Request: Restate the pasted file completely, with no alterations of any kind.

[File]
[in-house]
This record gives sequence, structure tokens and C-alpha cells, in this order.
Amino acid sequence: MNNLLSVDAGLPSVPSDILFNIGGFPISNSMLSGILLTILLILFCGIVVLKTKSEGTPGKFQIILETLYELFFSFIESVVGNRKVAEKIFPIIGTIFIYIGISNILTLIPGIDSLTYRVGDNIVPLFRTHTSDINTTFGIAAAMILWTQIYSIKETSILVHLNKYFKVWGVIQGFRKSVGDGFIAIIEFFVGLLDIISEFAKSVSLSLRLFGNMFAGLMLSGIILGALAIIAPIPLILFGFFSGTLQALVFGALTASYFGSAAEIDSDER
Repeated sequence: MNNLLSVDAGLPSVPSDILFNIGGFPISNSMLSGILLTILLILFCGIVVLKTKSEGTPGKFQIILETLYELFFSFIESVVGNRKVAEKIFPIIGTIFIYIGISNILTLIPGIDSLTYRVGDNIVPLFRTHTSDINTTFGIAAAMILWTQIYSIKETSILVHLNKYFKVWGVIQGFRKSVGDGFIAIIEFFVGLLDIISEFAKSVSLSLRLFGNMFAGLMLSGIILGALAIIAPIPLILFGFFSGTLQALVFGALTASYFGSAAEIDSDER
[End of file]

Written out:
[in-house]
This record gives sequence, structure tokens and C-alpha cells, in this order.
Amino acid sequence: MNNLLSVDAGLPSVPSDILFNIGGFPISNSMLSGILLTILLILFCGIVVLKTKSEGTPGKFQIILETLYELFFSFIESVVGNRKVAEKIFPIIGTIFIYIGISNILTLIPGIDSLTYRVGDNIVPLFRTHTSDINTTFGIAAAMILWTQIYSIKETSILVHLNKYFKVWGVIQGFRKSVGDGFIAIIEFFVGLLDIISEFAKSVSLSLRLFGNMFAGLMLSGIILGALAIIAPIPLILFGFFSGTLQALVFGALTASYFGSAAEIDSDER
Repeated sequence: MNNLLSVDAGLPSVPSDILFNIGGFPISNSMLSGILLTILLILFCGIVVLKTKSEGTPGKFQIILETLYELFFSFIESVVGNRKVAEKIFPIIGTIFIYIGISNILTLIPGIDSLTYRVGDNIVPLFRTHTSDINTTFGIAAAMILWTQIYSIKETSILVHLNKYFKVWGVIQGFRKSVGDGFIAIIEFFVGLLDIISEFAKSVSLSLRLFGNMFAGLMLSGIILGALAIIAPIPLILFGFFSGTLQALVFGALTASYFGSAAEIDSDER